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A History of French Literature by Edward Dowden

Ou Rousseau juge de Jean Jacques


fifteen the passions are awake; let them be gently and wisely guided. Let pity, gratitude, benevolence be formed within the boy's heart, so that the self-regarding passions may fall into a subordinate place. To read Plutarch is to commune with noble spirits; to read Thucydides is almost to come into immediate contact with facts. The fables of La Fontaine will serve as a criticism of the errors of the passions.

And now Emile, at eighteen, may learn the sublime mysteries of that faith which is professed by Rousseau's Savoyard vicar. A Will moves the universe and animates nature; that Will, acting through general laws, is guided by supreme intelligence; if the order of Providence be disturbed, it is only through the abuse of man's free-will; the soul is immaterial and survives the body; conscience is the voice of God within the soul; "dare to confess God before the philosophers, dare to preach humanity before the intolerant;" God demands no other worship than that of the heart. With such a preparation as this, Emile may at length proceed to aesthetic culture, and find his chief delight in those writers whose genius has the closest kinship to nature. Finally, in Sophie, formed to be the amiable companion and helpmate of man, Emile should find a resting-place for his heart. Alas, if she should ever betray his confidence!

The _Confessions_, with its sequels in the _Dialogues, ou Rousseau juge de Jean-Jacques_, and

the _Reveries du Promeneur Solitaire_, constitute an autobiographical romance. The sombre colours of the last six Books throw out the livelier lights and shades of the preceding Books. While often falsifying facts and dates, Rousseau writes with all the sincerity of one who was capable of boundless self-deception. He will reserve no record of shame and vice and humiliation, confident that in the end he must appear the most virtuous of men. As the utterance of a soul touched and thrilled by all the influences of nature and of human life, the _Confessions_ affects the reader like a musical symphony in which various movements are interpreted by stringed and breathing instruments. If Rousseau here is less of the prophet than in his other writings, he is more of the great enchanter. Should a moral be drawn from the book, the author would have us learn that nature has made man good, that society has the skill to corrupt him, and finally that it is in his power to refashion himself to such virtue as the world most needs and most impatiently rejects.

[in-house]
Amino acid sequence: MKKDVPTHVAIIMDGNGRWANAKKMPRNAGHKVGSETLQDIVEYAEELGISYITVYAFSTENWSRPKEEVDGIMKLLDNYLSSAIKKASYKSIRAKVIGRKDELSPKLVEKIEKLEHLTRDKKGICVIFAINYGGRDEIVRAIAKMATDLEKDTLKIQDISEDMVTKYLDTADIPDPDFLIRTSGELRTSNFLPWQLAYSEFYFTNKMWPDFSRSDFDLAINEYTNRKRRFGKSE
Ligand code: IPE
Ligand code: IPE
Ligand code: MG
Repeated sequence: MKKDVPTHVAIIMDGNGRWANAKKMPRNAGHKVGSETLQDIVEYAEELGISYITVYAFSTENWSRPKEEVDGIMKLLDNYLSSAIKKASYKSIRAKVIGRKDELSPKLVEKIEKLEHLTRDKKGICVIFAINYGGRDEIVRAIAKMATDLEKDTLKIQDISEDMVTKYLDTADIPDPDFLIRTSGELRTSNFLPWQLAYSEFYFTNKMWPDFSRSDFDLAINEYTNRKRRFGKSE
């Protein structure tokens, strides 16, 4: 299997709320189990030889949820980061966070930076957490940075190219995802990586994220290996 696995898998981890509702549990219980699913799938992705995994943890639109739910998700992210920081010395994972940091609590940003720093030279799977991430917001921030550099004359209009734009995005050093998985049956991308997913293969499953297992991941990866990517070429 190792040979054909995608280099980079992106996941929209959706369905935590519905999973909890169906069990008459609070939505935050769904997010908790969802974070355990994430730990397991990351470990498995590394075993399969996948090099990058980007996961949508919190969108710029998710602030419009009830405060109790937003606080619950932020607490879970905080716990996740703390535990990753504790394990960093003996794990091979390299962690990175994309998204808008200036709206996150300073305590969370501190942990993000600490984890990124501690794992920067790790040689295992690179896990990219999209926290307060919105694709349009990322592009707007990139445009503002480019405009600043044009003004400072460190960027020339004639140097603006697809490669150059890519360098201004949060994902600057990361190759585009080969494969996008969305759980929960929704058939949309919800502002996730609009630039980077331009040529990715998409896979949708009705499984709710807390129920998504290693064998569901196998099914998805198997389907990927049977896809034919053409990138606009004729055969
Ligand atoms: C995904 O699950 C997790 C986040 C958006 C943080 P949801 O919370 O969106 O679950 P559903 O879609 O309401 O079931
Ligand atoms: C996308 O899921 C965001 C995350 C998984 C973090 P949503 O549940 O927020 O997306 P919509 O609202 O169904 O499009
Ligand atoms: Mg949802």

The influence of Rousseau cannot easily be over-estimated. He restored the sentiment of religion in an age of abstract deism or turbid materialism. He inaugurated a moral reform. He tyrannised over France in the person of his disciple Robespierre. He emancipated the passions from the domination of the understanding. He liberated the imagination. He caught the harmonies of external nature, and gave them a new interpretation.[1] He restored to French prose, colour, warmth, and the large utterance which it had lost. He created a literature in which all that is intimate, personal, lyrical asserted its rights, and urged extravagant claims. He overthrew the classical ideal of art, and enthroned the _ego_ in its room.

[Footnote 1: Among writers who fostered the new feeling for external nature, Ramond (1755-1827), who derived his inspiration, partly scientific, partly imaginative, from the Swiss Alps and the Pyrenees, deserves special mention.]


The fermentation of ideas was now quickened by the new life of passion--passion social and democratic as the days of Revolution approached; passion also personal and private, which, welcomed as a sacred fire, too often made the inmost being of the individual a scene of agitating and desolating conflict.

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